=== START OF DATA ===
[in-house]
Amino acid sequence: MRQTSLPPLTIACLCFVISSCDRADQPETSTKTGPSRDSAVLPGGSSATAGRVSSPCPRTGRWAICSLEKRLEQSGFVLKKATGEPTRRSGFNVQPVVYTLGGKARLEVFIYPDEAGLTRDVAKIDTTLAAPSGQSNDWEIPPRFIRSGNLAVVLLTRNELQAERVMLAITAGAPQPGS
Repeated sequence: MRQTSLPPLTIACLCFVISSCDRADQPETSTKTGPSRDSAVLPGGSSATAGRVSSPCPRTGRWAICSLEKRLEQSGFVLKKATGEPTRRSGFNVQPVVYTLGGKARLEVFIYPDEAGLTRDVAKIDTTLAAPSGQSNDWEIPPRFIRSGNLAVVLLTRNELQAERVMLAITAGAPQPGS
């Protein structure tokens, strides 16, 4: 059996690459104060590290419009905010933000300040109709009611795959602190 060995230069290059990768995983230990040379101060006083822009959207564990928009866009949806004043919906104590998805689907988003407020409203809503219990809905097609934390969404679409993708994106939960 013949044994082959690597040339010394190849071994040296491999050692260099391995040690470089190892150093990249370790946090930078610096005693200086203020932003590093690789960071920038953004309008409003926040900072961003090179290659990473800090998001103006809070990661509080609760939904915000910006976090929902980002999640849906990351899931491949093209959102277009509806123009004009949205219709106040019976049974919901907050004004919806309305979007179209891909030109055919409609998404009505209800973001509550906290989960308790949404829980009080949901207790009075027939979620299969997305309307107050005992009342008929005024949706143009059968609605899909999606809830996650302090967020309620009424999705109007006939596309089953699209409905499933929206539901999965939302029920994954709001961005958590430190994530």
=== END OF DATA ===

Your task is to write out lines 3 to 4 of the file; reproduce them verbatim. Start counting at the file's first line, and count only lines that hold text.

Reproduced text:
Repeated sequence: MRQTSLPPLTIACLCFVISSCDRADQPETSTKTGPSRDSAVLPGGSSATAGRVSSPCPRTGRWAICSLEKRLEQSGFVLKKATGEPTRRSGFNVQPVVYTLGGKARLEVFIYPDEAGLTRDVAKIDTTLAAPSGQSNDWEIPPRFIRSGNLAVVLLTRNELQAERVMLAITAGAPQPGS
């Protein structure tokens, strides 16, 4: 059996690459104060590290419009905010933000300040109709009611795959602190 060995230069290059990768995983230990040379101060006083822009959207564990928009866009949806004043919906104590998805689907988003407020409203809503219990809905097609934390969404679409993708994106939960 013949044994082959690597040339010394190849071994040296491999050692260099391995040690470089190892150093990249370790946090930078610096005693200086203020932003590093690789960071920038953004309008409003926040900072961003090179290659990473800090998001103006809070990661509080609760939904915000910006976090929902980002999640849906990351899931491949093209959102277009509806123009004009949205219709106040019976049974919901907050004004919806309305979007179209891909030109055919409609998404009505209800973001509550906290989960308790949404829980009080949901207790009075027939979620299969997305309307107050005992009342008929005024949706143009059968609605899909999606809830996650302090967020309620009424999705109007006939596309089953699209409905499933929206539901999965939302029920994954709001961005958590430190994530």